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Native vegetation and wildlife

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Native Vegetation

Native vegetation includes all plants that are indigenous to Victoria, including trees, shrubs, herbs and grasses. This includes areas of bushland with trees, scattered paddock trees, and treeless areas of scrub or grassland. In fact, some of the rarest or threatened vegetation types such as native grasslands, and wetlands do not include trees at all. All native vegetation is protected in Victoria.

It can be difficult for people who are not trained botanists, horticulturalists or natural resource managers to identify areas of native vegetation that does not include trees. A person would be required to be skilled at identifying indigenous plant species, particularly when they are not flowering and also understand that some plants are only visible during certain times of the year.

For further information on permits to remove native vegetation go to:

Native Vegetation Information Sheet 

Removing native vegetation

All native vegetation is protected in Victoria. A Planning Permit is required if you want to remove, lop or destroy native vegetation. There are some limited exemptions from the requirement to obtain a Planning Permit. If you think you may need to remove, lop or destroy native vegetation, contact Council to check that you do not require a permit. Councils Natural Resource Officers regularly conduct site visits and property inspections to assess proposals that impact on native vegetation and can provide advice as to whether a Planning Permit is required. Do not damage, destroy or remove native vegetation dead or alive on your property before contacting Council, as penalties and costly remediation works can apply.

For further information on permits to remove native vegetation go to:

Native Vegetation Information Sheet or visit Planning Permits. 

Detailed guidance on native vegetation removal from the State Government can be found in the Guide to Exemptions.

Guide to Exemptions 

You can also see the detailed information held at the Department for Environment, Land, Water and Planning (DELWP) website.

Some of our native plants and vegetation communities are listed as rare and threatened due to habitat loss by land clearing, grazing by stock and competition by pest plants. Rare and threatened plant species are protected under State legislation (Flora and Fauna Guarantee Act 1988) and Federal legislation (Environment Protection and Biodiversity Conservation Act 1999). Heavy penalties apply to people that deliberately damage or destroy rare and threatened plant species and their floristic communities.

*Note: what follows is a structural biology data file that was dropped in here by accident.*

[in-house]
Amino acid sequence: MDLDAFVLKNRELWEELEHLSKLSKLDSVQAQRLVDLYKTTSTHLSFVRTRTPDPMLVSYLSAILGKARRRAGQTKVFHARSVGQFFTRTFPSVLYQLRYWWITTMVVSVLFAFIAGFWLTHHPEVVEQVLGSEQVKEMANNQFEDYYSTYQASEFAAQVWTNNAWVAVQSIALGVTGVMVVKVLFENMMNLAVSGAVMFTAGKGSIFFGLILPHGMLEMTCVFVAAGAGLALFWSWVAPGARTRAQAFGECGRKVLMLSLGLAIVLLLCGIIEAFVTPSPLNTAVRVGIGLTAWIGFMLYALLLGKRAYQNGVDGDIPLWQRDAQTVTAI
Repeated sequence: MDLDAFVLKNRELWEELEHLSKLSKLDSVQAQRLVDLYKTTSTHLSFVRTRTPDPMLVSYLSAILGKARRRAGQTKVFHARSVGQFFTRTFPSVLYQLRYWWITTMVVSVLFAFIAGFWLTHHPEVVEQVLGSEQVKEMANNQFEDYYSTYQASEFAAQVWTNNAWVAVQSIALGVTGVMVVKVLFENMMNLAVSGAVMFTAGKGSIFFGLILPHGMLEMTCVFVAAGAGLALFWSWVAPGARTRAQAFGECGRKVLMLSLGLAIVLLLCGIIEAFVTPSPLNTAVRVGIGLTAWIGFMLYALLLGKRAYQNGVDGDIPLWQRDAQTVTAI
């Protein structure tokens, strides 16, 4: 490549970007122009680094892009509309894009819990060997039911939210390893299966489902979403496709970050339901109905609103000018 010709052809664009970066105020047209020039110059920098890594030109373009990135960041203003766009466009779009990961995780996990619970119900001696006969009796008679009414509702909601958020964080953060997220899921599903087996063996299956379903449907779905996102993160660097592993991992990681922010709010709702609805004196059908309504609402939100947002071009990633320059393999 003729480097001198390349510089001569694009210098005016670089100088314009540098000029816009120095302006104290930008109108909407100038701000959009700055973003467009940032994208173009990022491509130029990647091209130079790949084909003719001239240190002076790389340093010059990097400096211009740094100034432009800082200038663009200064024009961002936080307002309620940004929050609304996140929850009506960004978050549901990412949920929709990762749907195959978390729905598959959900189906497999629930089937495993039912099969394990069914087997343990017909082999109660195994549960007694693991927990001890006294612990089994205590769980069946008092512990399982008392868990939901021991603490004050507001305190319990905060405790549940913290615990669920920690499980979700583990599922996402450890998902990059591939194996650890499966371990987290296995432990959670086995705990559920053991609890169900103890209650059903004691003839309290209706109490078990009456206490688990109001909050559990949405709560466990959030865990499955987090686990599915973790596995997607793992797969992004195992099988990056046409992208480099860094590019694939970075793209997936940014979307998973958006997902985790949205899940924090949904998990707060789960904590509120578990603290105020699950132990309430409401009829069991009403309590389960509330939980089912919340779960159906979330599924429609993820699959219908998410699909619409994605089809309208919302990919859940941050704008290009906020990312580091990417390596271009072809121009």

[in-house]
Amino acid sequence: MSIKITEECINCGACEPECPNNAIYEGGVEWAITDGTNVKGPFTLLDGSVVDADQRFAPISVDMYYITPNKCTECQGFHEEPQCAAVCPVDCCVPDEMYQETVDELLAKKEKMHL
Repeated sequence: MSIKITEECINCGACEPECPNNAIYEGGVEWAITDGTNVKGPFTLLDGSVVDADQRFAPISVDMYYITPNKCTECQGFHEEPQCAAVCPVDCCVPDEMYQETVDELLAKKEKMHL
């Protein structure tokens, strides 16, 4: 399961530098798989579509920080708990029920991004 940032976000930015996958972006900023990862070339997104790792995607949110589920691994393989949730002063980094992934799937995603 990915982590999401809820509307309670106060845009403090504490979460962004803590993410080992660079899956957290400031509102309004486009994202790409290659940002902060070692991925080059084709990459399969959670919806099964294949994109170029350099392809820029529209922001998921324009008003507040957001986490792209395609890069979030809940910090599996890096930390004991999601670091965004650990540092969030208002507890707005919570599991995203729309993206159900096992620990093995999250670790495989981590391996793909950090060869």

Native wildlife

Golden Plains Shire is home to a variety of native animals ranging from mammals, birds, frogs, fish and reptiles. Contact Councils Natural Resources Officer to find out what native animals are found in your area.

Some of our native animals are listed as rare and threatened due to habitat loss by land clearing and predation and displacement by pest plants and animals.

All native animals in Victoria are protected under State legislation (Wildlife Act 1975), rare and threatened species are further protected under State legislation (Flora and Fauna Guarantee Act 1988) and Federal legislation (Environment Protection and Biodiversity Conservation Act 1999). Heavy penalties apply to people that deliberately injure or destroy native wildlife.

More information on Victorian wildlife and its management, check out the Department for Environment, Land Water and Planning (DEWLP) website.

Other resources

Landholders looking to encourage native wildlife to their properties can do so by planting a range of native plant species to create suitable habitat, refer to Councils Indigenous Planting Guides for more information.

If you have existing native vegetation on your property you may consider the Land for Wildlife a program administered by the Department for Environment, Land, Water and Planning.

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Page Last Updated:

Friday, 5 July 2019 - 4:43pm

 

Council acknowledges the traditional Wadawurrung owners of this land. Council pays its respects to Wadawurrung Elders both past and present and extends that respect to all Aboriginal and Torres Strait Islander People who are part of Golden Plains Shire.